Has Trump 'cheapened' the 2016 race? Why some say no.

An editorial in the Des Moines Register called for Donald Trump to terminate his campaign, calling him a 'feckless blowhard.' Opinions on Trump are sharply polarized.

Stephen B. Morton/AP
Republican presidential hopeful Donald Trump speaks at his South Carolina campaign kickoff rally in Bluffton, S.C., Tuesday, July 21, 2015.

Donald Trump has arguably soaked up more bandwidth, airtime, and ink than any other candidate in the 2016 presidential race.

But the way he's achieved that attention – with a series of insults and outrageous claims, rather than serious solutions to pressing problems – has "cheapened the political process," according an editorial by the Des Moines Register. The editorial is creating waves in the political blogosphere for calling on Mr. Trump to terminate his campaign.

The response has been loud, from both ends of the political spectrum.

Trump wasted no time in taking on the Register, the biggest newspaper in the key early caucus state of Iowa. Calling the editorial "sophomoric," he insisted that the paper was upset about his performance in the polls.

"As one of the most liberal newspapers in the United States, the poll results were just too much for them to bear," Trump said Tuesday in a statement, pointing to a new ABC News/Washington Post poll released Monday that put him at the top of the Republican field nationwide, with 24 percent.

And readers can't seem to get enough of Trump news stories. As FiveThirtyEight blog recently pointed out, since mid-June, Trump has been Googled more than all the other GOP candidates combined. 

"He has become 'the distraction with traction' — a feckless blowhard who can generate headlines, name recognition and polling numbers not by provoking thought, but by provoking outrage," the editorial read. 

Those on the other side of the political spectrum insist that Trump is speaking truth to power with a fearlessness unmatched among the other candidates. 

On Trump's Facebook page, Mia Maria wrote, "Thank you for ALWAYS speaking the truth and for being REAL. Thank you for not treating us like FOOLS like the politicians have been doing for years. Thank you for doing your very best to protect our rights. We sure do need someone to look out for us." She concluded, "Give us back our COUNTRY Mr. Trump. WE NEED YOU." Her comment racked up over 3,000 "likes" in two hours.

Trump's critics note that in the five weeks since he announced his campaign, he has offered no platform, other than on immigration.

Trump's "entire campaign is a series of cheap shots, pop offs and fits of pique," writes the Washington Post. "His big idea is to build a massive wall across the Mexican border, an idea that would, according to most experts, cost billions of dollars – if it could even be completed. His idea of charging the Mexican government $100,000 for every undocumented worker that enters the US is even less feasible."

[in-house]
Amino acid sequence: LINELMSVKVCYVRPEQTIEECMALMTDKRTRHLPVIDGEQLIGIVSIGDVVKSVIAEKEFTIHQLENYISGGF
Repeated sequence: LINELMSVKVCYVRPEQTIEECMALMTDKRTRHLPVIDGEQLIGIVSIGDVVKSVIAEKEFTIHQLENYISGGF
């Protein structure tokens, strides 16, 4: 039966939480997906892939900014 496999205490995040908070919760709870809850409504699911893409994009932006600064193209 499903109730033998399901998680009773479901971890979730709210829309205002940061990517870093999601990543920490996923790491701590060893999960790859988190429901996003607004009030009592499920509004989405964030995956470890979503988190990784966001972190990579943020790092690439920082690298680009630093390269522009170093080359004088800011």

Rem Rieder with USA Today agreed, writing last month, "Trump is a "carnival barker" who will “inevitably will hijack the focus away from important issues that need to be aired."

As such, the Register argued that Trump isn't, as some have suggested, an innocuous sideshow. "In just five weeks, he has polluted the political waters to such an extent that serious candidates who actually have the credentials to serve as president can't get their message across to voters."

While it's undeniable that newspapers (including this one) are putting resources into covering Trump that might otherwise cover other candidates, the massive readership of those articles, and Trump's growing popularity as measured in polls, suggests that he is finding traction with a sizable portion of the electorate, many of whom praise what they call his "straight talk."

As David Catanese wrote for US News and World Report, "With Trump, there's no convoluted nuance, parsing of words or adhering to politically correct norms. There's definitely no filter. Call it a 'Straight Talk Express' on steroids."

Mr. Catanese notes that both Trump and Bernie Sanders are drawing huge crowds, in part because both are blunt speakers with no patience for focus-grouped answers. "Trump and Sanders [represent] an outlet for the super-engaged, highly ideological party factions who rarely find a way to get inspired by conventional politicians," he writes.

Whether either candidate can sustain their momentum through next 14 months remains to be seen, but moderate voices who dismiss either campaign as a fluke would do well to reflect on why Trump and Senator Sanders are drawing crowds of thousands while the mainstream candidates struggle to attract even a few hundred to stump speeches.

Americans have always responded to honesty, and perhaps bluntness is seen as honesty on the political stage. Trump's "willingness to offend" is a strength, not a weakness, said Mickey Kaus, an activist against illegal immigration, to US News. "He won't sell out like the others have."

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